Roanoke black-owned businesses thankful for support, encourage more conversations

Digital Originals

ROANOKE, Va. (WFXR) — Several posts on social media, such as Facebook and Instagram, are encouraging others to support local black-owned business in the Roanoke Valley.

Shaqueena Snydor, also known as Chef Queen, runs Queen’s Vegan Cafe, LLC. She caters her vegan cuisine at events and promotes benefits of a vegan lifestyle. Recently, she participated in and catered food at the Roanoke Prayer Vigil and March for Hope and Unity on Saturday, June 6.

“It was a peaceful protest full of love, unity, all walks of life.”

She has noticed people shining a light on her business more often. People were interested in knowing more about Chef Queen and her business.

She says she’s very proud to be a black-owned, woman-owned business; but she knows it’s bigger than her.

“There are so many prosperous and so many beautiful black-owned businesses here in the Valley that need a light shined on their business,” she said. “A little bit more of a boost and recognition.”

RND Coffee Lounge is another black-owned business in the Roanoke Valley that was founded more than a year ago by brothers Quincy and Steffon Randolph.

“It has always been envisioned as a space for people to come, gather, have coffee, chat with us, chat with others, and to be a safe space for all,” said Quincy.

On Sunday, June 7, the brothers posted a video in response to the death of George Floyd. While Quincy admits that him and his brother are “quiet by nature”, they are open to conversations about topics, such as racism, black stereotypes, and oppression.

“I wish we could all come forward and hold hands and be lovey with each other, but I know that’s not the way the world works. At least, no yet,” Quincy said. “So we’re trying to go above and beyond to show more people what we’re both capable of, while also being compassionate to everyone has always kind of been our motivation.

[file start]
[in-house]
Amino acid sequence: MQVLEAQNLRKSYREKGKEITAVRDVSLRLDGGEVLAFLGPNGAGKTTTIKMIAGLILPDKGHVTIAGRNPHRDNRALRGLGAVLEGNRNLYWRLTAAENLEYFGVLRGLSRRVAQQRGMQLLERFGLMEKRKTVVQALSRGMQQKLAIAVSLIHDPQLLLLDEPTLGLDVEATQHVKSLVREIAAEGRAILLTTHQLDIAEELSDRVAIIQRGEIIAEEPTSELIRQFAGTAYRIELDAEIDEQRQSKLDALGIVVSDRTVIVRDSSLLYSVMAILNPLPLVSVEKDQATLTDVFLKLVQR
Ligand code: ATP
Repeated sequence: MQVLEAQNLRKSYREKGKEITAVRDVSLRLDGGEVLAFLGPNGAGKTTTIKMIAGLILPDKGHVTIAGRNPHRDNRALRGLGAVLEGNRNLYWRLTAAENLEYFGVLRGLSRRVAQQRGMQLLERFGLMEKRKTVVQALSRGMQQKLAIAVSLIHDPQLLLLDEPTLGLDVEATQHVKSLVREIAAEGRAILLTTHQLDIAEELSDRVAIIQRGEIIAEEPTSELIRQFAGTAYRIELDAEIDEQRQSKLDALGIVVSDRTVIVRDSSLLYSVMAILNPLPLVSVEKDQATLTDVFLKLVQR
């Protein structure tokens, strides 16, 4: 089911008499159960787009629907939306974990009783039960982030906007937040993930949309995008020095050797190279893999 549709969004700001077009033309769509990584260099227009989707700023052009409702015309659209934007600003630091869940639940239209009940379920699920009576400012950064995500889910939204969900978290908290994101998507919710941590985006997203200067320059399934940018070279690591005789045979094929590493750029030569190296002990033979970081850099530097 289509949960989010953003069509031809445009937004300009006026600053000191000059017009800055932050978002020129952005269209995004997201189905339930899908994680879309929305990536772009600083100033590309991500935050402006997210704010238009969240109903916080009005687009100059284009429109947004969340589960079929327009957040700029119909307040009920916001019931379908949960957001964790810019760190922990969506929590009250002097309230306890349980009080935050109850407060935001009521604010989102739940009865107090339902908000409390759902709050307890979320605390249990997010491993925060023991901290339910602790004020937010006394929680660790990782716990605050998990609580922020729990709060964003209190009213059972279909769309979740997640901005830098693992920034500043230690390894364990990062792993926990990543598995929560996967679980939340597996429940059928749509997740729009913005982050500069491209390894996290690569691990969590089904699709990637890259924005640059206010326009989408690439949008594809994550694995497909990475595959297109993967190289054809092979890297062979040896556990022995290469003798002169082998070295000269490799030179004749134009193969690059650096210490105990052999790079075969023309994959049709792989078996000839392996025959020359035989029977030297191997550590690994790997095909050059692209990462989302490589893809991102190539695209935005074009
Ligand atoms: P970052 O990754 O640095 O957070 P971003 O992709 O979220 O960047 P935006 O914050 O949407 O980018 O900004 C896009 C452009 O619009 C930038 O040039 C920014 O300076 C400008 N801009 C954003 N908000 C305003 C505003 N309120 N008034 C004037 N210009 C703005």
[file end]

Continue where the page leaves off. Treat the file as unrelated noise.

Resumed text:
Quincy says he’s incredibly thankful for the support people have shown toward black-owned businesses as of recently, which will allow RND Coffee to give back to the community in the future and grow and expand.

“As much as we appreciate it, let’s continue to support other black-owned businesses, but let’s also focus on some of the specific groups and organizations,” he said. “Especially in a time like right now, where there’s a real political climate shift, [these groups and organizations] can potentially do more with each dollar that they bring in.”

Both RND Coffee and Queen’s Vegan Cafe want people to speak up and continue to have these conversations with each other, whether it’s to help local businesses or help learn about each other.

“I think unity is the most important thing,” Snydor said. “Everybody coming together, pulling resources to help and uplift these local businesses.”

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